The Competition Commission of India (CCI) is set to come out with second draft of merger and acquisition (M&A) rules in the next 10-15 days, but the proposed norms are not supposed to cover takeovers in the banking space. Experts question this exemption, proposed by the finance ministry, as any such step will trigger similar demands from other ministries and undermine the nascent Competition Act.
The objection also stems from the fact that M&A in banking is sought to be exempted from the purview of the Competition Act through an amendment to banking laws and not the Competition Act.
While the experts have no doubts over the powers of the government to exempt specific sectors from merger or de-merger related scrutiny by the Competition Commission of India (CCI), they are concerned with the manner in which it is being carried out.
“Any exemption from the provisions of the Competition Act can only be done by the central government vide a notification under Section 54 (of the Competition Act). Each administrative department/organ of the state cannot formulate separate laws exempting stakeholders under its supervision from the applicability of the Competition Act. This would clearly be ultra vires unless Section 54 is first amended to permit such exemptions,” said Manoj Kumar, managing partner of corporate law firm Hammurabi & Solomon.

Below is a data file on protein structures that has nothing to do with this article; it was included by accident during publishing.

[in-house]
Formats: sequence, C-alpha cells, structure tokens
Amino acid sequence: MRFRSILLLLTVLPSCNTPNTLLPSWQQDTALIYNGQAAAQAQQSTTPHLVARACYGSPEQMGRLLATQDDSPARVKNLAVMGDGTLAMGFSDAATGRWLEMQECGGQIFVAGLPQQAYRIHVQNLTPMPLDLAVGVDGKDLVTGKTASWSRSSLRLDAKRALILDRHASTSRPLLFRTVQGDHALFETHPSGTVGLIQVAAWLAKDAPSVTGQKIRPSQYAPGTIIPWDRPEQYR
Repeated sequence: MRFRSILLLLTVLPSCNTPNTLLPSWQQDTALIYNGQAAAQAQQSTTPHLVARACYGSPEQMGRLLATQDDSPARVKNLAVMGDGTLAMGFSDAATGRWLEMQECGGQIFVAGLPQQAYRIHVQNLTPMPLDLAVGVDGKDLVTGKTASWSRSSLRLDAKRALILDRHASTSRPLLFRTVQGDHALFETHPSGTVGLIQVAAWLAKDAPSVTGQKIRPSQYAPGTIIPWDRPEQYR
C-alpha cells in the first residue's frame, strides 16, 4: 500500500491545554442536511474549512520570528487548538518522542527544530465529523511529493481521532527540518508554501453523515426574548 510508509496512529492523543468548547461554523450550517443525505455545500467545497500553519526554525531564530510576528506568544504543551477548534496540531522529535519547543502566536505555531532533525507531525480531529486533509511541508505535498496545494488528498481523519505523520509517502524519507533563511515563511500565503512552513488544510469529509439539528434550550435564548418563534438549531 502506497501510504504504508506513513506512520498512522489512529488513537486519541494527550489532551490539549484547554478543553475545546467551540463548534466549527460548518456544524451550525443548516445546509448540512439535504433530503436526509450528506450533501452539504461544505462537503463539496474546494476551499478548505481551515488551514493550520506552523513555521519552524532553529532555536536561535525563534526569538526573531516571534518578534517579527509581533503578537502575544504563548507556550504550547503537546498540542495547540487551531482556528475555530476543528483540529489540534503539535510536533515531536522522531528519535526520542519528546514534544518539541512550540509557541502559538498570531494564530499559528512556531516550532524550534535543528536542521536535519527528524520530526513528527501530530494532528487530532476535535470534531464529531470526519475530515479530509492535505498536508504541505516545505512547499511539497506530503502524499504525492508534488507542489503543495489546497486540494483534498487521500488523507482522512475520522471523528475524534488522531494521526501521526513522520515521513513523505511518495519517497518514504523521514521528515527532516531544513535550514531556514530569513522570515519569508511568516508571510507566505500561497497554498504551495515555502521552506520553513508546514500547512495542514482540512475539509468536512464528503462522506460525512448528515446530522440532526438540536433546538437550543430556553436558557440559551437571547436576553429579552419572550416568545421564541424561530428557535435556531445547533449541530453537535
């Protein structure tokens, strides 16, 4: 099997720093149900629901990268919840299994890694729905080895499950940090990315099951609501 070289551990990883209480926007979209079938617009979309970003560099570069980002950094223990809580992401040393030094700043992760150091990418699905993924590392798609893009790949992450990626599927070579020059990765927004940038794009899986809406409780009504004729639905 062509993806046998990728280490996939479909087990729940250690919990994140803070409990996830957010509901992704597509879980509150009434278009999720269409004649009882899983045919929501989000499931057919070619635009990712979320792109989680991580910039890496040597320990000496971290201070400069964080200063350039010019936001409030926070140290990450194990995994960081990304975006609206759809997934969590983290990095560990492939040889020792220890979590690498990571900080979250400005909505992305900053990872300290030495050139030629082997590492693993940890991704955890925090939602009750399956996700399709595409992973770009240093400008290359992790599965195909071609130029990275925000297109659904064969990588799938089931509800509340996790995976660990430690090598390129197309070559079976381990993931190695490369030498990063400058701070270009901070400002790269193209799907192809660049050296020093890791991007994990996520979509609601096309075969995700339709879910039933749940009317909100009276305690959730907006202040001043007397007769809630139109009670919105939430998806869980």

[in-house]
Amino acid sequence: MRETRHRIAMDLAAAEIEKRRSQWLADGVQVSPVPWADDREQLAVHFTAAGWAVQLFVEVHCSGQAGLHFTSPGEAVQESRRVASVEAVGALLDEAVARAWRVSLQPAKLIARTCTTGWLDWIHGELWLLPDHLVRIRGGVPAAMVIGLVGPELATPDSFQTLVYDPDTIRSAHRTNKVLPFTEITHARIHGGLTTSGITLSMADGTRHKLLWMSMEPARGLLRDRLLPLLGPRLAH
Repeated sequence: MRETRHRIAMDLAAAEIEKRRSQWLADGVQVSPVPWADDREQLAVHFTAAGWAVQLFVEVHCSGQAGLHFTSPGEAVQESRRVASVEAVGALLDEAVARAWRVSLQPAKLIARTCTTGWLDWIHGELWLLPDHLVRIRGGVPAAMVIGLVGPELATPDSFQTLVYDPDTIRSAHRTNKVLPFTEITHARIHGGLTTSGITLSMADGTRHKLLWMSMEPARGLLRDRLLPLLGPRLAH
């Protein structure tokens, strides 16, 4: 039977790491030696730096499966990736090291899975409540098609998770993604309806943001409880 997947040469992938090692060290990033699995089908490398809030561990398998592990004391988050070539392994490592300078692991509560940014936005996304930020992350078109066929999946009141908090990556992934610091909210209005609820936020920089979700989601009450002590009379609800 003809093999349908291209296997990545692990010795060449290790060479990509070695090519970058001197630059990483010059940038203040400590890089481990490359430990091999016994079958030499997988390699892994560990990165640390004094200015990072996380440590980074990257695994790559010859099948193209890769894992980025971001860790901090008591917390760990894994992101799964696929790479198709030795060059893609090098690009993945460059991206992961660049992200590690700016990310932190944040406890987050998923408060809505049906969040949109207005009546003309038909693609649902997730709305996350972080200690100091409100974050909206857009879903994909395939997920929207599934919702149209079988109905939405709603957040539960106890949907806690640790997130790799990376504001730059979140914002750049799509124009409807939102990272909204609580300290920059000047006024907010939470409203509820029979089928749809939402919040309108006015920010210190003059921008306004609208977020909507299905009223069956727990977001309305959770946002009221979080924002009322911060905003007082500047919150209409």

Officials in the corporate affairs ministry, the government arm that administers the Competition Act of 2002, did not comment on the development.
However, senior government officials pointed out that the Banking Laws (Amendment Bill), 2011, introduced in Parliament by Finance Minister Pranab Mukherjee in the Budget session, was the result of the government’s (Cabinet’s) collective decision and hence was unlikely to be questioned by the corporate affairs ministry.
The banking Bill is aimed at inserting a new clause in the Banking Regulation Act of 1949 to exempt banking mergers from the applicability of the provisions of the Competition Act of 2002. However, unlike the exemption clause under the Competition Act, which calls for exemptions from M&A scrutiny for specified periods through specific notifications, the banking Bill provides a blanket exemption for the banking sector.
Experts say the law-making process ignoring the Competition Act would weaken the administration of the Act itself.
“Even if the government wanted to exempt the banking sector, they could have stated that the decision would be taken by Reserve Bank of India after mandatory consultation with Competition Commission,” Pradeep Mehta, secretary general, CUTS International, said.
Kavaljit Singh, director of a civil society organisation Public Interest Research Centre, said the move was part of a larger trend where the government was trying to bypass the established institutional mechanisms to speed up economic reforms.